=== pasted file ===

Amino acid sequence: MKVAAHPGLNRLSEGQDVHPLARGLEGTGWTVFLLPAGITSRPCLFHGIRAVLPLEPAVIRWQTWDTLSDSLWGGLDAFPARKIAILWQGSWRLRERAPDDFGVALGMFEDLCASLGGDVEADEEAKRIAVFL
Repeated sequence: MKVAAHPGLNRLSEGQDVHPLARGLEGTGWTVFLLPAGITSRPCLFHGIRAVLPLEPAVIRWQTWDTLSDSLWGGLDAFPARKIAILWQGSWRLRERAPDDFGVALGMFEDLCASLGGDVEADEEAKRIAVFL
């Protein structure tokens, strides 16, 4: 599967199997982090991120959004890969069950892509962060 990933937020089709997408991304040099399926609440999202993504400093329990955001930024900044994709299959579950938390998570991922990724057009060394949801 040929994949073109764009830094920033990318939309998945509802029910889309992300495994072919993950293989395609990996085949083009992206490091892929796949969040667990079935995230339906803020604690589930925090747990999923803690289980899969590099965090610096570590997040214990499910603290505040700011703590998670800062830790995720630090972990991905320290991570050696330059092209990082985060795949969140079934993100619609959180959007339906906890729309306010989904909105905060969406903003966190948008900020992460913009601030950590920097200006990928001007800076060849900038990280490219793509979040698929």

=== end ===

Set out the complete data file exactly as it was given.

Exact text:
Amino acid sequence: MKVAAHPGLNRLSEGQDVHPLARGLEGTGWTVFLLPAGITSRPCLFHGIRAVLPLEPAVIRWQTWDTLSDSLWGGLDAFPARKIAILWQGSWRLRERAPDDFGVALGMFEDLCASLGGDVEADEEAKRIAVFL
Repeated sequence: MKVAAHPGLNRLSEGQDVHPLARGLEGTGWTVFLLPAGITSRPCLFHGIRAVLPLEPAVIRWQTWDTLSDSLWGGLDAFPARKIAILWQGSWRLRERAPDDFGVALGMFEDLCASLGGDVEADEEAKRIAVFL
């Protein structure tokens, strides 16, 4: 599967199997982090991120959004890969069950892509962060 990933937020089709997408991304040099399926609440999202993504400093329990955001930024900044994709299959579950938390998570991922990724057009060394949801 040929994949073109764009830094920033990318939309998945509802029910889309992300495994072919993950293989395609990996085949083009992206490091892929796949969040667990079935995230339906803020604690589930925090747990999923803690289980899969590099965090610096570590997040214990499910603290505040700011703590998670800062830790995720630090972990991905320290991570050696330059092209990082985060795949969140079934993100619609959180959007339906906890729309306010989904909105905060969406903003966190948008900020992460913009601030950590920097200006990928001007800076060849900038990280490219793509979040698929």